Helen Browning

Grow Back Better, a 'route-map' to reinvigorate UK food, farming and land-use post-Covid-19, launches today (9 November 2020) from the Soil Association.

The organic farming charity says its Grow Back Better report advocates a response to the climate, nature and health crises that is as radical and rapid as the response to Covid-19 has been. It also warns the wrong “green recovery” choices from policy makers, could lock the UK into damaging directions of travel in food, farming and land-use.

Helen Browning, chief executive of the Soil Association said: “It feels to me as if the coronavirus pandemic is nature giving humanity one last chance to stop, take stock and to set a new course. Our Grow Back Better road map sets out the urgent tasks ahead of us all to ensure food, farming and land use becomes a major part of the solution, rather than the huge problem it is often perceived as.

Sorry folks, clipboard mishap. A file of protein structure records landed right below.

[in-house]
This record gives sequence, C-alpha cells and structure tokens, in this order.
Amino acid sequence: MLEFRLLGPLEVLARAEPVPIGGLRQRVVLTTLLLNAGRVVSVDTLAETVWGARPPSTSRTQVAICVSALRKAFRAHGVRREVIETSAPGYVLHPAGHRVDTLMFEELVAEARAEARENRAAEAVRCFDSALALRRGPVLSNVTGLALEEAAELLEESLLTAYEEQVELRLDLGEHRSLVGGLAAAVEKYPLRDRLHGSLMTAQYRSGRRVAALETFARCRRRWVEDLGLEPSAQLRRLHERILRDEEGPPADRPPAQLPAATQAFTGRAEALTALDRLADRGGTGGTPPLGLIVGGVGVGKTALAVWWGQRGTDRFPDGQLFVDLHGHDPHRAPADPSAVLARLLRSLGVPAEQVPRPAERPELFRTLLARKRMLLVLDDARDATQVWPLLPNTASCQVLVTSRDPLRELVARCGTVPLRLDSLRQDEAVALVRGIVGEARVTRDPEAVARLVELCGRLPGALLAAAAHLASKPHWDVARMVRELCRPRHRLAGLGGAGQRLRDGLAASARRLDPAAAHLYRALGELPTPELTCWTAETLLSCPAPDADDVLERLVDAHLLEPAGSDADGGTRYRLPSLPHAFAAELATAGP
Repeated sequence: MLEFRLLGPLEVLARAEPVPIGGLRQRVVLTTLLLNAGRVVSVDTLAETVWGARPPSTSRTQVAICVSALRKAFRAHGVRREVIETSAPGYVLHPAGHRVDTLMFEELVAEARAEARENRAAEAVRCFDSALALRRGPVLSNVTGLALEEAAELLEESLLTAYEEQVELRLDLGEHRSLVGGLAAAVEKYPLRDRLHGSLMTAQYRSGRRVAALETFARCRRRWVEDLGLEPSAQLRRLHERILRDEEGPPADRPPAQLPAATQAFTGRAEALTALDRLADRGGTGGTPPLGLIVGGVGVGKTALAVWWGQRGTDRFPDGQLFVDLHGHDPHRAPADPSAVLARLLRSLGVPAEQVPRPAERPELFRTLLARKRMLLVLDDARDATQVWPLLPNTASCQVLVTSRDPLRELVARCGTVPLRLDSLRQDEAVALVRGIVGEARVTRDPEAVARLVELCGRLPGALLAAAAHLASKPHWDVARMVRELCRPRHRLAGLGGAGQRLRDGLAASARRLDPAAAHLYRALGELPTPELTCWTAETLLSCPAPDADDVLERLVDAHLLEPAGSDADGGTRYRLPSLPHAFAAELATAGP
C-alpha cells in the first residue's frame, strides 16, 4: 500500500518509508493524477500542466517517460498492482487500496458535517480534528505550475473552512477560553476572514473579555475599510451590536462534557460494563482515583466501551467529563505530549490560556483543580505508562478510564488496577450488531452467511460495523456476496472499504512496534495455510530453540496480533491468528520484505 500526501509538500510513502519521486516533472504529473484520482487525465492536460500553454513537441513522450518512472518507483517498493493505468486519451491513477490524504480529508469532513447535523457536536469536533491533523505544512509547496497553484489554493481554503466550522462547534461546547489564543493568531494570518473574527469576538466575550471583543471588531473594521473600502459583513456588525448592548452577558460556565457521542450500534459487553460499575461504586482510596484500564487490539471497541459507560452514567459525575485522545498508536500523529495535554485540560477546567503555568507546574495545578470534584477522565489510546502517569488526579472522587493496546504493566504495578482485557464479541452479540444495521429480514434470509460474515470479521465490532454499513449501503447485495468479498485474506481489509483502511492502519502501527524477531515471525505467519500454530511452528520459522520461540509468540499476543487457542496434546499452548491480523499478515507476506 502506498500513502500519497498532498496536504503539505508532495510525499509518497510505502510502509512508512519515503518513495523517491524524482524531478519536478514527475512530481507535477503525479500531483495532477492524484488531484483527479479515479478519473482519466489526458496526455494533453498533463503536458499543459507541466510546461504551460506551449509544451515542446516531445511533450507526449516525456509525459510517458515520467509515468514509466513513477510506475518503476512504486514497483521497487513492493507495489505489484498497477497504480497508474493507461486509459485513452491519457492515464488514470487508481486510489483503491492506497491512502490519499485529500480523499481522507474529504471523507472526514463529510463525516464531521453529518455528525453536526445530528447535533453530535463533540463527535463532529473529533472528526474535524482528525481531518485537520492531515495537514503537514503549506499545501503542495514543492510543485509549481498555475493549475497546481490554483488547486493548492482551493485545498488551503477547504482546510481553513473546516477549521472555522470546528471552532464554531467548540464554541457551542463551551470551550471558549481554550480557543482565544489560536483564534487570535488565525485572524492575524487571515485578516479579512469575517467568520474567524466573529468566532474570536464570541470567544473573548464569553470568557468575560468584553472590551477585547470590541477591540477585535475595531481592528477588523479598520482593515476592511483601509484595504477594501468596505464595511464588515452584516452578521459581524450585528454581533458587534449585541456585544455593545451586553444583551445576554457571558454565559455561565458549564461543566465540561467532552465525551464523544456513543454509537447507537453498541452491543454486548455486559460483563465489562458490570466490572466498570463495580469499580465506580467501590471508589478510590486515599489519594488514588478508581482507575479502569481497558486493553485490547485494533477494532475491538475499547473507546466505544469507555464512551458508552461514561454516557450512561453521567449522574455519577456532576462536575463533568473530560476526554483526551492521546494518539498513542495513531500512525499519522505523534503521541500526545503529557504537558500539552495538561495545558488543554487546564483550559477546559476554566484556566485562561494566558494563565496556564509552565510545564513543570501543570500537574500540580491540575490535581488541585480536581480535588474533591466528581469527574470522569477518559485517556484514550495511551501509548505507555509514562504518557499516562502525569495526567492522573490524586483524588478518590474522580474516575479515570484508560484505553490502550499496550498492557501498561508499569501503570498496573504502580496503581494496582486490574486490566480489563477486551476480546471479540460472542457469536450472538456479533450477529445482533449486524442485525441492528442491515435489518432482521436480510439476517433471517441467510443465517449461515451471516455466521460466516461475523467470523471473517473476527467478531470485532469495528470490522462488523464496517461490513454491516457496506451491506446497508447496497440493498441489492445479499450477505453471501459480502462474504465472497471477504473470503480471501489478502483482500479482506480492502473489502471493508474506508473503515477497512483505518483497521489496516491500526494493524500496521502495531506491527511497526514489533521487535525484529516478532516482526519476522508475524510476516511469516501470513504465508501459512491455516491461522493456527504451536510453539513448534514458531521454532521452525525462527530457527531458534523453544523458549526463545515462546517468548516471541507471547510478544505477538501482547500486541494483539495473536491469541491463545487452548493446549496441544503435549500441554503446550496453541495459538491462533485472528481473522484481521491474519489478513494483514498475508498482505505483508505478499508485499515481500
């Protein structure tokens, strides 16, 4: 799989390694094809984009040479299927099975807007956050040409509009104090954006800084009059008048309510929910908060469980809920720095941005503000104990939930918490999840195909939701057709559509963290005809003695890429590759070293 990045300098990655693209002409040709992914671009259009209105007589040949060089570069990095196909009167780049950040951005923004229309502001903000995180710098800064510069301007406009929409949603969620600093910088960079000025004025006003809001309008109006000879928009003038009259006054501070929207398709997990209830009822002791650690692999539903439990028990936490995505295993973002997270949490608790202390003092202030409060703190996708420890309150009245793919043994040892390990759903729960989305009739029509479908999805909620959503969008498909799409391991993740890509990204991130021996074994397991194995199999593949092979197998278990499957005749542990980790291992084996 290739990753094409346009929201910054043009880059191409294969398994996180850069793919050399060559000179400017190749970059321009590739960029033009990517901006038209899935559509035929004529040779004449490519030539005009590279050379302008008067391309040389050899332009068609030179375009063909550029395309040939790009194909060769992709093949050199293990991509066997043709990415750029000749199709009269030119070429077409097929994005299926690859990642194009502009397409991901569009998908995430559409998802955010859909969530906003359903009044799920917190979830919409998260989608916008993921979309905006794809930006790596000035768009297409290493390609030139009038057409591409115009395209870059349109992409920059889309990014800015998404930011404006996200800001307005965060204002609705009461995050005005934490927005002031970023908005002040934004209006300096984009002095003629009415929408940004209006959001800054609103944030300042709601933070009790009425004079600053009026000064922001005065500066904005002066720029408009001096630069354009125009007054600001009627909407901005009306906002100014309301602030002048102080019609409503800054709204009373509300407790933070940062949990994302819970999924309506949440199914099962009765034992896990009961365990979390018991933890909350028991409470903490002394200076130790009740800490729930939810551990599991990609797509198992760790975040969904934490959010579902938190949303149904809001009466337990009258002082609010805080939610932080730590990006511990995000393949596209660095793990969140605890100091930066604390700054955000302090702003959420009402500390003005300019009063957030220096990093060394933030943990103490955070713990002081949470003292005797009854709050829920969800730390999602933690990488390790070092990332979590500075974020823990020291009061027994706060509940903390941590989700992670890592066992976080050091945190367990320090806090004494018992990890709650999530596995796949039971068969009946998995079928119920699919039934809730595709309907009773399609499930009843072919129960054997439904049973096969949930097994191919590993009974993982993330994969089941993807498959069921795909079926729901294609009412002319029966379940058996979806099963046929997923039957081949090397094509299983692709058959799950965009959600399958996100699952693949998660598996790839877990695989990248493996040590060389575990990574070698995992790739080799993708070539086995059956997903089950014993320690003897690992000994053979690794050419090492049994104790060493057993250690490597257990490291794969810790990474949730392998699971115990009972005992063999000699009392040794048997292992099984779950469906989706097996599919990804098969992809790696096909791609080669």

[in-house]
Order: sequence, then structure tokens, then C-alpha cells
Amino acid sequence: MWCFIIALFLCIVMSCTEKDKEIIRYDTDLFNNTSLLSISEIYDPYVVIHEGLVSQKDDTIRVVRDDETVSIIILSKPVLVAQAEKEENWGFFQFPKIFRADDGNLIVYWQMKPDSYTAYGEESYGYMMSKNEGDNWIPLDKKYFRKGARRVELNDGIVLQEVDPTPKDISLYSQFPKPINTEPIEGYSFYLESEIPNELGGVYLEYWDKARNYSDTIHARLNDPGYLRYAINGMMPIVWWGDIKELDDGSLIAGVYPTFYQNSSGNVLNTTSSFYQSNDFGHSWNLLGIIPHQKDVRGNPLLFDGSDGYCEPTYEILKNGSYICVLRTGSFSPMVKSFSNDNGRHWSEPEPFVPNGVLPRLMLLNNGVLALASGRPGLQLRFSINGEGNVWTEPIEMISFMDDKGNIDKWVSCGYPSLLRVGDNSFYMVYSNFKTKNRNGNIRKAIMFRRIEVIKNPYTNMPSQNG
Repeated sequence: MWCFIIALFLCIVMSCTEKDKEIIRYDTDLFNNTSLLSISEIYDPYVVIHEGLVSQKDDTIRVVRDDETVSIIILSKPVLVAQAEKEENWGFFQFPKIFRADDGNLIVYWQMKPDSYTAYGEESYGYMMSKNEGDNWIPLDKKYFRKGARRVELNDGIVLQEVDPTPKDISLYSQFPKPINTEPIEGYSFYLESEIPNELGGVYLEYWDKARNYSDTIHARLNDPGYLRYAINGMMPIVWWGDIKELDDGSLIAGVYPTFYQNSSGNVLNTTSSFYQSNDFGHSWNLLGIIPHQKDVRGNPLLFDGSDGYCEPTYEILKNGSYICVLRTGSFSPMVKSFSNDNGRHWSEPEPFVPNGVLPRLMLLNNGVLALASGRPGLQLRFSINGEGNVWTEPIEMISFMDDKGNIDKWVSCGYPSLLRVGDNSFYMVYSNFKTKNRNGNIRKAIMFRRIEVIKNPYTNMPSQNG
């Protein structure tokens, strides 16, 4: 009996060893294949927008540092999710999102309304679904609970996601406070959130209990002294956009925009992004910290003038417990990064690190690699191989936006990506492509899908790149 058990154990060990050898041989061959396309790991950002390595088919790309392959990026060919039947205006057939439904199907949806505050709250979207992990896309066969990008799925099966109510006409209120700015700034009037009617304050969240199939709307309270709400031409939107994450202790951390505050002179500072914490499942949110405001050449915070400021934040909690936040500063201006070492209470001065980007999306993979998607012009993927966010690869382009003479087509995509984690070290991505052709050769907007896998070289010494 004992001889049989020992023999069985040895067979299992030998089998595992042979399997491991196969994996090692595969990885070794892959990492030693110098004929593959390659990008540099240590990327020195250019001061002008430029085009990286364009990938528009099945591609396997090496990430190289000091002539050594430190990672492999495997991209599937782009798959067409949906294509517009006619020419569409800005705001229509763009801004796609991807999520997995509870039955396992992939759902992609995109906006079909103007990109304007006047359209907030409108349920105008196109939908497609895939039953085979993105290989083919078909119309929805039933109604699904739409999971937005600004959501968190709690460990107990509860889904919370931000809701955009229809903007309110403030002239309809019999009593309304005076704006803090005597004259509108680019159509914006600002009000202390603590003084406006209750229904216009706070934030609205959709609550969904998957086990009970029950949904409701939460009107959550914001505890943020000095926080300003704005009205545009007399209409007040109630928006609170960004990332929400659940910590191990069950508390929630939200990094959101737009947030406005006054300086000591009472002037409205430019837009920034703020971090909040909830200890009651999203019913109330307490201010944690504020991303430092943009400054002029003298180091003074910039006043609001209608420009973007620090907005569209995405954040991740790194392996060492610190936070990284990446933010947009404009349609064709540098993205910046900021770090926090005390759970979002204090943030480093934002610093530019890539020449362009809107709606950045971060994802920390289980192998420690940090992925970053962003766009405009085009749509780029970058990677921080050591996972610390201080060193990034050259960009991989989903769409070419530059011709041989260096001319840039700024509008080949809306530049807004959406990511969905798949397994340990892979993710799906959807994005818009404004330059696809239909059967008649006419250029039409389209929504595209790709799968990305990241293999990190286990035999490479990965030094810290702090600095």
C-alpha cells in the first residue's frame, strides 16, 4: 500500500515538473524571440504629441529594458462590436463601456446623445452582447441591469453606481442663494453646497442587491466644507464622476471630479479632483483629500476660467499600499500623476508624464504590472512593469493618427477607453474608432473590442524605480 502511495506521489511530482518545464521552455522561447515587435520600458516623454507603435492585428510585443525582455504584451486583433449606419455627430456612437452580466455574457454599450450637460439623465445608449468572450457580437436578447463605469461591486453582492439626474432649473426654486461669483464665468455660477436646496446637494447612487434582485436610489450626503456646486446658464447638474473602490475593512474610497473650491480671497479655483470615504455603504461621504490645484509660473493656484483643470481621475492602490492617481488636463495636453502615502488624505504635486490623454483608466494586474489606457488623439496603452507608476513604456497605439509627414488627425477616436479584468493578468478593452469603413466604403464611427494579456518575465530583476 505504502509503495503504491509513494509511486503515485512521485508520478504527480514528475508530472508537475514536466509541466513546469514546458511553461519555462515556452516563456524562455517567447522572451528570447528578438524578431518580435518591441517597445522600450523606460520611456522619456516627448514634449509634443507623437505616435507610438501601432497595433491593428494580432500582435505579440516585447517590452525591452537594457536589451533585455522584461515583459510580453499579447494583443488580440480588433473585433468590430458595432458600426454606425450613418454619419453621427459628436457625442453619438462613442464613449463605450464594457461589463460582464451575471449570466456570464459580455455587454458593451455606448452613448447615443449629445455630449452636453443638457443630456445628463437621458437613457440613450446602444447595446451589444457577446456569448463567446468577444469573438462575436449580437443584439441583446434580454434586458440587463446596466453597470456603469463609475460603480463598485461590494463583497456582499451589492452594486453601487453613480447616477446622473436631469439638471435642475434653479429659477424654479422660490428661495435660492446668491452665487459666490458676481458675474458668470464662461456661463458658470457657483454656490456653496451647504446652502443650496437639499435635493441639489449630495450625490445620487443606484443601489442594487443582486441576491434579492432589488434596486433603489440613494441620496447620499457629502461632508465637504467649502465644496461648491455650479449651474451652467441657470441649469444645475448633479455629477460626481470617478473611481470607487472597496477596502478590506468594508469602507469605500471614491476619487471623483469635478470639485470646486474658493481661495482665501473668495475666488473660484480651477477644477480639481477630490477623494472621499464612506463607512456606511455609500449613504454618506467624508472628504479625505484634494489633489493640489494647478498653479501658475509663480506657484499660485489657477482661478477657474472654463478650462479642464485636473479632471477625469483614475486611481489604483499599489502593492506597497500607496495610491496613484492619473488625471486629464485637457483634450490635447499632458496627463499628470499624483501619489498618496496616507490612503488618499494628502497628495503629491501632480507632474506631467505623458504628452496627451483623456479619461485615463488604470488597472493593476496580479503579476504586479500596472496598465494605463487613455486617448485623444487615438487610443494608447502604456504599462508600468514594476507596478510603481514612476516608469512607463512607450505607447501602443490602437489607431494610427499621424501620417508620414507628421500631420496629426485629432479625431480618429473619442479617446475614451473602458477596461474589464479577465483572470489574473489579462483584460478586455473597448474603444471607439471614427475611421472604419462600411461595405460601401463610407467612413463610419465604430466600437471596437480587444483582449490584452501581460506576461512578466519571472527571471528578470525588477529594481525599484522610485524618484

'We know there is an appetite for change amongst citizens, farmers and many businesses, but the wrong choices by policy makers at this moment could lock us into damaging directions of travel. It’s a make or break moment. We are clear where we need to get to; we just need the right government support to get us there.”

The Grow Back Better manifesto details ten priorities, including a bid to scale up fruit, veg, pulses and nut production by investing in UK horticulture; and to exceed Europe's ambition to halve pesticide use and grow organic farming to 25 per cent of farmed land by 2030.

The manifesto also warns that policy ‘lock-ins’ must be avoided. 'During Covid-19 recovery, the wrong choices from policy makers could lock us into damaging directions of travel in food, farming and land-use,' it says.

Browning continues; “It is widely acknowledged that this decade is crucial for humanity, and that farmers and land managers have a pivotal role to play. It’s no longer enough to have islands of good practice; all of food and farming, in its many forms, shapes and sizes, must work together to meet the challenges ahead, and be supported to do so.”

The Soil Association was founded in 1946 by farmers, scientists, doctors and nutritionists to promote the connection between the health of the soil, food, animals, people and the environment. Today the Soil Association is the UK's leading membership charity campaigning for healthy, humane and sustainable food, farming and land use.